In addition, we have an enemy who wants to defeat us. God warns us that the devil actively and aggressively looks for someone to destroy (1 Peter 5:8). Satan doesn’t limit his assault to just our spiritual aspect. He also attacks our minds, emotions, and bodies. If he can derail us from our life purposes through clouded minds, unstable emotions, or poor physical health, he will try.

                                                        So what are we to do?

Commit to physical health and well-being. Take care of the body God gave you. Maintain a healthy diet. Join a gym or a cycling team. Take an aerobics class. Plan a mountain hiking/biking vacation. Partner with your medical professional. Stay active, eat healthy, get periodic medical exams, and maintain overall physical wellness.

Commit to spiritual health and well-being. Take care of the spirit God gave you. Grow in grace and in His knowledge. Spend time daily in His Word, separating yourself from all distractions while listening quietly for His whisper. Join, serve, and worship at a local church. Put on the whole armor of God and align your lifestyle with His moral standard.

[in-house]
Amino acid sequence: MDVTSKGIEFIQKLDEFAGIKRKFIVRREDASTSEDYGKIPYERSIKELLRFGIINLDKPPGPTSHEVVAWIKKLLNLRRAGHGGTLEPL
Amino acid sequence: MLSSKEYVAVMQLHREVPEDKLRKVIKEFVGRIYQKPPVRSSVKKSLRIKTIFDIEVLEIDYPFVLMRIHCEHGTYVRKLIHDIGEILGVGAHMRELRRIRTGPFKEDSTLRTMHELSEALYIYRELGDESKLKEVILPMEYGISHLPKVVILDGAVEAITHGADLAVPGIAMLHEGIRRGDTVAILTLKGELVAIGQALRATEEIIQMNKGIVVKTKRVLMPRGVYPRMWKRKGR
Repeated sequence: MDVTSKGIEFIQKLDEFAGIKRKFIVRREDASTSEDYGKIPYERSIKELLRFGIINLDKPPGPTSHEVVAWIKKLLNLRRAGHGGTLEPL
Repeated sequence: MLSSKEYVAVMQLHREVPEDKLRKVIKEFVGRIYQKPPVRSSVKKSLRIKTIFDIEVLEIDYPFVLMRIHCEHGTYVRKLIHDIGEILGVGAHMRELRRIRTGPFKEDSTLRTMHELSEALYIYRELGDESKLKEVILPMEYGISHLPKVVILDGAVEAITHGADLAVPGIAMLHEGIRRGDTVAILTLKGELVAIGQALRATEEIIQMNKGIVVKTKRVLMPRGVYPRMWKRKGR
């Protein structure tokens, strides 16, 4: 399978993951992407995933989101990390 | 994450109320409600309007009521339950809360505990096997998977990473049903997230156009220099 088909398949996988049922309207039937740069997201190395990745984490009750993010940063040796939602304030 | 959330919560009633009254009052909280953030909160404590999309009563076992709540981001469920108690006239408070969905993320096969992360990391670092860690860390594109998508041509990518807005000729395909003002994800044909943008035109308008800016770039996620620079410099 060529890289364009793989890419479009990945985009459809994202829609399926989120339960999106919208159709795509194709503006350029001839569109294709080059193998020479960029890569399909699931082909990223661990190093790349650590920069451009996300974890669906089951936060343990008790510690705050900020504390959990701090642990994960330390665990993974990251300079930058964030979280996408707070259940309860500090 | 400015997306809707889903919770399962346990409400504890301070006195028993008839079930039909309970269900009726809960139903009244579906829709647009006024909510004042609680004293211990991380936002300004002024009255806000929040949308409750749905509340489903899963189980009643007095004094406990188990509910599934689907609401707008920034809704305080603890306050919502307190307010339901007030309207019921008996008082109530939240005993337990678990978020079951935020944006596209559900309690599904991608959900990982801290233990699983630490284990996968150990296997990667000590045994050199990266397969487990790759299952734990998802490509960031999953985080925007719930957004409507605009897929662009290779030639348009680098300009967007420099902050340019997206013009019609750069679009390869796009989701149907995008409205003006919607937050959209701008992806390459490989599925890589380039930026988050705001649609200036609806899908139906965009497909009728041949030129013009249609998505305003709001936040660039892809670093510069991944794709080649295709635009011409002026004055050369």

Commit to mental health and well-being. Take care of the mind God gave you. Along with daily Scripture reading, read something new every day. Learn a new hobby, skill, or language. Join a debate club. Find out what you believe and why you believe it.

Commit to emotional health and well-being. Take care of the soul God gave you. Find your affirmation in who God says you are. Accept His love, grace, mercy, and forgiveness. Engage those who inspire, encourage, and mentor while avoiding the gossips, discouragers, and truth-stretchers.

Here’s to an awesome year, a healthy lifetime, and a lasting legacy!

Click here  for Book Trailer

Excerpts from my book, Matched 4 Marriage – Meant 4 Life, Copyright 2011.

Tuesday, February 7, 2017


FEBRUARY is an important month for raising awareness about heart health and love in our heart.

These beautiful photographs were sent to me from Maretha Botha, who 
is an author, gardener, and photographer.
The center of each flower looks like the heart.

I have a special love for all plants and trees, so these photos are wonderful gifts.